Business process vs start-up mindset
“Little children, little worries, big children, big worries,” the saying goes. It’s the same with businesses. Scale-ups face as many challenges as start-ups. Fast-growing scale-ups need to create processes and structures, without losing the speed and agility of a start-up. Sometimes it’s like balancing on a tightrope.
The evolution from start-up to adult business is inevitably accompanied by growing pains. In recent years, the scale-up ecosystem around the world has matured considerably and scale-ups are raising more money than ever before, so this evolution will be even faster in the years to come.
The best of both worlds: the structures of a company and the mindset of a start-up
If you’re going from start-up to scale-up, you need to professionalize. You can no longer be without structure and process. It’s not the most consistent part of doing business, but you have to adjust your operations and organization if you want to grow. What is scaling? Double or up to ten times your turnover without doubling or multiplying your workforce. You can only achieve this exponential growth by deploying automated processes.
It’s always a balancing act. Scale-ups need process and structure, but not much. They should not become heavy. They need to maintain their speed and agility because it’s their greatest competitive advantage over companies that are much bigger and have been around for much longer.
You have to reconcile the best of both approaches: combining the assembly of structures with the creativity of a start-up. The advantage of processes is that you will introduce standards, working methods and principles. This is necessary when your business has reached a certain size. But, you must also be able to keep changing quickly. If you lose that, you will also lose competitiveness.
From Founder to People Manager
Startups and scale-ups are often led by entrepreneurs who have no experience managing people. They are creative do-it-yourselfers who start a business from scratch and do it very well. They work with their product, release new features, and do business with customers while handling many other aspects outside of it. In the initial phase, when working with a small team, this is an advantage and even a very strong recommendation. As your business grows, you need to be able to delegate, organize and coordinate. Much of your time should be spent on people management and communication. An effective and efficient communicator ensures that they keep an overview and tell a coherent story without getting lost in trivialities. This is not only important for the outside world, but also internally. Growing a business is about people. If you don’t have your people with you, it won’t work. Getting everyone’s goal in the same direction is not an easy task.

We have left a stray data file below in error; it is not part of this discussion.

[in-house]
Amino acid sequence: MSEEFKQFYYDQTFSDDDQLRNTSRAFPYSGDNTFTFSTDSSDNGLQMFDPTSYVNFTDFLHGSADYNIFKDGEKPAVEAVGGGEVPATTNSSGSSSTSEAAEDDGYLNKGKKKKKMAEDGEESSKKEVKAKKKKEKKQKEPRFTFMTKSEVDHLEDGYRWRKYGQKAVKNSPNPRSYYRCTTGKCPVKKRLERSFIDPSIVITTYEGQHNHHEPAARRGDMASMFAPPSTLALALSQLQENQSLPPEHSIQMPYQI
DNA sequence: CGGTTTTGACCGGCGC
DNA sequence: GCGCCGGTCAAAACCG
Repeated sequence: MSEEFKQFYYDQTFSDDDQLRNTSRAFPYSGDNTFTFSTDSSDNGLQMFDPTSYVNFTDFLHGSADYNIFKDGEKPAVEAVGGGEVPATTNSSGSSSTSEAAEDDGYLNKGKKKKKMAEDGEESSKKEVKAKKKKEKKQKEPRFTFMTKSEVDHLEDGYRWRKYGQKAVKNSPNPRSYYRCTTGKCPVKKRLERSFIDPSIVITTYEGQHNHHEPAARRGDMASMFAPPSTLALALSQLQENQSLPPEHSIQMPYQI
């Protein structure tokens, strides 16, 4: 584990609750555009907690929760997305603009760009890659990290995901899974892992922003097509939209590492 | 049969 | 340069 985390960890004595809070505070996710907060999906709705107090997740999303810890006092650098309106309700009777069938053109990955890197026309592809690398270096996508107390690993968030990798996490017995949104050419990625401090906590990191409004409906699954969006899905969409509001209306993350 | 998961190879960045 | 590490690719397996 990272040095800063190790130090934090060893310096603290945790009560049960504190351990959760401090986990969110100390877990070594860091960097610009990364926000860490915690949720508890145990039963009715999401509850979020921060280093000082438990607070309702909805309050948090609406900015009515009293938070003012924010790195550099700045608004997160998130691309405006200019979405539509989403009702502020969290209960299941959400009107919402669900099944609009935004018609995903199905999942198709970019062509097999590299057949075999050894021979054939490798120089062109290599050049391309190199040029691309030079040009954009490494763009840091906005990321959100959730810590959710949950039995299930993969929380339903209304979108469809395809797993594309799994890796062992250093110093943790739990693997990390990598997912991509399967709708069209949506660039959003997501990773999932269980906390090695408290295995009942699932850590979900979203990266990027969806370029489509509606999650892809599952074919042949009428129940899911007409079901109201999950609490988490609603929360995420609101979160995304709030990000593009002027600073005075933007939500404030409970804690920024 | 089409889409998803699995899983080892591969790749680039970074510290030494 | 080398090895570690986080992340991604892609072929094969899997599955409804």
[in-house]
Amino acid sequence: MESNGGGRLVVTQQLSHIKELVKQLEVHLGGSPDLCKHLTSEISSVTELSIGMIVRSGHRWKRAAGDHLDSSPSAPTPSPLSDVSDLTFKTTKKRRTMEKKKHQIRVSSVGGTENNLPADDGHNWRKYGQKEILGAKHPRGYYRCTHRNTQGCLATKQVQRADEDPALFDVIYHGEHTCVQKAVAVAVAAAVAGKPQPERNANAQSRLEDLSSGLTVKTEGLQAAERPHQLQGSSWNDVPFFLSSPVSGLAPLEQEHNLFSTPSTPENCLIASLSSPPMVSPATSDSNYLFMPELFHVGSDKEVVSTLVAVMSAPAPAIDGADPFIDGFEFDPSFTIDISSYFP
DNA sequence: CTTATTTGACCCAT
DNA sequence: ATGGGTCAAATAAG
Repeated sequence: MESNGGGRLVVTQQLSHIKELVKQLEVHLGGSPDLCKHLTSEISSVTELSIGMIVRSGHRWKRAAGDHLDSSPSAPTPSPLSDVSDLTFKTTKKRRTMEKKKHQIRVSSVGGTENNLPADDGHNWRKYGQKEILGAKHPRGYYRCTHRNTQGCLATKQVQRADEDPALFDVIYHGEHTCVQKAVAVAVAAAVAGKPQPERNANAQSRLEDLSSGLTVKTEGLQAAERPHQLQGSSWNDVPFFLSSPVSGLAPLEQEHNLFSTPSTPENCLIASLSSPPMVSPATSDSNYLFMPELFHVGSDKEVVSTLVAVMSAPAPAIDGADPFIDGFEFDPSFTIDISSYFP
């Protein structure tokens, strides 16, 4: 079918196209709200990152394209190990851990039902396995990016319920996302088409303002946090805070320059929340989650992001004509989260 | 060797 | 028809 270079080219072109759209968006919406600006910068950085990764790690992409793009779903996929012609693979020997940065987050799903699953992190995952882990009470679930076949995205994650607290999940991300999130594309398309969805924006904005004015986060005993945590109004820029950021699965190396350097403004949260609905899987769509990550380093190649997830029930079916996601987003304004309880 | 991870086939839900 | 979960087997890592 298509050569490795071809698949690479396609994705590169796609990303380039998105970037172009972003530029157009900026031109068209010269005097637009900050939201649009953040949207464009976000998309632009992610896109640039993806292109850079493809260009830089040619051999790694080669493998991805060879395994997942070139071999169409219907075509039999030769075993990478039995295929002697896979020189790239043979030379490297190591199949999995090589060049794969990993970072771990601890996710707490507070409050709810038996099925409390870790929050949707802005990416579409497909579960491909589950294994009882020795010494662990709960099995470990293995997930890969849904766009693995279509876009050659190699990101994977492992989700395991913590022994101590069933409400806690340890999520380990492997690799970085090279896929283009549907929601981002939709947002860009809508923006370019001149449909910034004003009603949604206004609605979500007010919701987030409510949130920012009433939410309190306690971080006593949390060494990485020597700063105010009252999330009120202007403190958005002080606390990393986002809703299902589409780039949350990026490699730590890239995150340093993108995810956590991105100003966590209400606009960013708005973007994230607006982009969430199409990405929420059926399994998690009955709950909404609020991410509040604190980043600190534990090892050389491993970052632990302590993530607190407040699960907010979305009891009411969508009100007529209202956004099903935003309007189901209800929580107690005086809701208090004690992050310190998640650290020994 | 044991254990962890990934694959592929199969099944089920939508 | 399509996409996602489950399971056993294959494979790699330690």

Of course, there are exceptions, but the best entrepreneurs are often not the best executives. They are different roles. As a founder, you can be mentored and trained to grow in this role of people manager and communicator, and there are certainly entrepreneurs who are achieving this transformation. But if that doesn’t work, you need to have the courage to recognize that your business may need a different kind of leadership and you need to hand over the baton to someone else. You can stay on board safely, but in a role that suits you best and where your added value is greatest. Remember, this is easier said than done, because your business is more than just a business, it’s like a child. Yet there are great entrepreneurs who quickly move from leadership roles to the businesses they start and help grow.